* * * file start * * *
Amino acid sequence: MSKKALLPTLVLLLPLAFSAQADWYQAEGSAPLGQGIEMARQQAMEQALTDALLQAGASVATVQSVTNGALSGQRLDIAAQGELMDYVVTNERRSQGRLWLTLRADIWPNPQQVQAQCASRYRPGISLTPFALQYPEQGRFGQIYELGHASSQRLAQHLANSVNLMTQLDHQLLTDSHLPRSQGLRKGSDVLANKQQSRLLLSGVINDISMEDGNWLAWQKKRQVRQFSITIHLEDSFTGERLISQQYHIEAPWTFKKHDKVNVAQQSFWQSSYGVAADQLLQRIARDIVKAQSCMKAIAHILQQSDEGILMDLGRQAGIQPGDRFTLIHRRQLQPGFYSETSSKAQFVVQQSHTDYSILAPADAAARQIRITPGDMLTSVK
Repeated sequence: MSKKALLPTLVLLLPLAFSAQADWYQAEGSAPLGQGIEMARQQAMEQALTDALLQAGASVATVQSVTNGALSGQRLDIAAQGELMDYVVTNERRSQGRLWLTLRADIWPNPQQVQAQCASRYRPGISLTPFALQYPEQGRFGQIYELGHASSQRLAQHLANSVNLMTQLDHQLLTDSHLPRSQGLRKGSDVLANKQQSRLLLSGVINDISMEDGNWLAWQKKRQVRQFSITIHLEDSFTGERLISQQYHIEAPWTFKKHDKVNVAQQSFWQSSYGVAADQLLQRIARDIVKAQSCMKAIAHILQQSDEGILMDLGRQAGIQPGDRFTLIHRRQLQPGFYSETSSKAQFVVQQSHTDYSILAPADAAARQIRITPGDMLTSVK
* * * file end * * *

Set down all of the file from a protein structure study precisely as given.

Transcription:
Amino acid sequence: MSKKALLPTLVLLLPLAFSAQADWYQAEGSAPLGQGIEMARQQAMEQALTDALLQAGASVATVQSVTNGALSGQRLDIAAQGELMDYVVTNERRSQGRLWLTLRADIWPNPQQVQAQCASRYRPGISLTPFALQYPEQGRFGQIYELGHASSQRLAQHLANSVNLMTQLDHQLLTDSHLPRSQGLRKGSDVLANKQQSRLLLSGVINDISMEDGNWLAWQKKRQVRQFSITIHLEDSFTGERLISQQYHIEAPWTFKKHDKVNVAQQSFWQSSYGVAADQLLQRIARDIVKAQSCMKAIAHILQQSDEGILMDLGRQAGIQPGDRFTLIHRRQLQPGFYSETSSKAQFVVQQSHTDYSILAPADAAARQIRITPGDMLTSVK
Repeated sequence: MSKKALLPTLVLLLPLAFSAQADWYQAEGSAPLGQGIEMARQQAMEQALTDALLQAGASVATVQSVTNGALSGQRLDIAAQGELMDYVVTNERRSQGRLWLTLRADIWPNPQQVQAQCASRYRPGISLTPFALQYPEQGRFGQIYELGHASSQRLAQHLANSVNLMTQLDHQLLTDSHLPRSQGLRKGSDVLANKQQSRLLLSGVINDISMEDGNWLAWQKKRQVRQFSITIHLEDSFTGERLISQQYHIEAPWTFKKHDKVNVAQQSFWQSSYGVAADQLLQRIARDIVKAQSCMKAIAHILQQSDEGILMDLGRQAGIQPGDRFTLIHRRQLQPGFYSETSSKAQFVVQQSHTDYSILAPADAAARQIRITPGDMLTSVK